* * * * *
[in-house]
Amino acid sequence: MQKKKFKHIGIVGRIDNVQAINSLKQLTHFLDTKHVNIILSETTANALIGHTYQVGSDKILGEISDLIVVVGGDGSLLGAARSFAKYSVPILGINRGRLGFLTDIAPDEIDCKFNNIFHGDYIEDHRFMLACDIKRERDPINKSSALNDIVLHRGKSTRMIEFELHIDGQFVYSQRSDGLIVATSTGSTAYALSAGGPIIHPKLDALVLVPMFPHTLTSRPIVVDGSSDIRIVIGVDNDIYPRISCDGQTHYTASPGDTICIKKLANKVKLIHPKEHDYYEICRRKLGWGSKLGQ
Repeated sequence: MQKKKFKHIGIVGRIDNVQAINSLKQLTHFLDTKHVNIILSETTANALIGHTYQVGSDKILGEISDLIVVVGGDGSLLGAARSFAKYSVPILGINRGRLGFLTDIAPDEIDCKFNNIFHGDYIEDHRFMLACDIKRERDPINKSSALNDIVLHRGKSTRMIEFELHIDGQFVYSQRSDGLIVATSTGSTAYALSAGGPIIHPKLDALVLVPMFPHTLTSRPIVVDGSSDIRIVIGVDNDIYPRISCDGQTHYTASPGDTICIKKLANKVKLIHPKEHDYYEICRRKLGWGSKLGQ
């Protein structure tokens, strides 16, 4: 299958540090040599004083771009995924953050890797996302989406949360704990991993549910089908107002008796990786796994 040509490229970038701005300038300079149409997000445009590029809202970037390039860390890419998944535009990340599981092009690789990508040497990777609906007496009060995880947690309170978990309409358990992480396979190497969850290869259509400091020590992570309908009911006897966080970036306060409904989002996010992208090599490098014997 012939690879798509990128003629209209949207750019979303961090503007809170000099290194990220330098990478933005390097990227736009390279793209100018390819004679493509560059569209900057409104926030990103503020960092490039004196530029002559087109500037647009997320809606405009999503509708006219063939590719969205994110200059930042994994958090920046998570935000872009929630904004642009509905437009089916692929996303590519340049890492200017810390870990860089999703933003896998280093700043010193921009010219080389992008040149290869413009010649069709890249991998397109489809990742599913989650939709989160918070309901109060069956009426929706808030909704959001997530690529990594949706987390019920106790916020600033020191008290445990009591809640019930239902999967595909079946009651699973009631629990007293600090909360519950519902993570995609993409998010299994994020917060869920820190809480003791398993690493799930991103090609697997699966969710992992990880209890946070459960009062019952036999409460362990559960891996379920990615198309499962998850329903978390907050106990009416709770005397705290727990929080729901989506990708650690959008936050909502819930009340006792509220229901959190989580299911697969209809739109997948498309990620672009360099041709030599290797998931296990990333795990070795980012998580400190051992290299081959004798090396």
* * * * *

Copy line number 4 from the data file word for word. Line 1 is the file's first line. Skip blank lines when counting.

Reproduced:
């Protein structure tokens, strides 16, 4: 299958540090040599004083771009995924953050890797996302989406949360704990991993549910089908107002008796990786796994 040509490229970038701005300038300079149409997000445009590029809202970037390039860390890419998944535009990340599981092009690789990508040497990777609906007496009060995880947690309170978990309409358990992480396979190497969850290869259509400091020590992570309908009911006897966080970036306060409904989002996010992208090599490098014997 012939690879798509990128003629209209949207750019979303961090503007809170000099290194990220330098990478933005390097990227736009390279793209100018390819004679493509560059569209900057409104926030990103503020960092490039004196530029002559087109500037647009997320809606405009999503509708006219063939590719969205994110200059930042994994958090920046998570935000872009929630904004642009509905437009089916692929996303590519340049890492200017810390870990860089999703933003896998280093700043010193921009010219080389992008040149290869413009010649069709890249991998397109489809990742599913989650939709989160918070309901109060069956009426929706808030909704959001997530690529990594949706987390019920106790916020600033020191008290445990009591809640019930239902999967595909079946009651699973009631629990007293600090909360519950519902993570995609993409998010299994994020917060869920820190809480003791398993690493799930991103090609697997699966969710992992990880209890946070459960009062019952036999409460362990559960891996379920990615198309499962998850329903978390907050106990009416709770005397705290727990929080729901989506990708650690959008936050909502819930009340006792509220229901959190989580299911697969209809739109997948498309990620672009360099041709030599290797998931296990990333795990070795980012998580400190051992290299081959004798090396």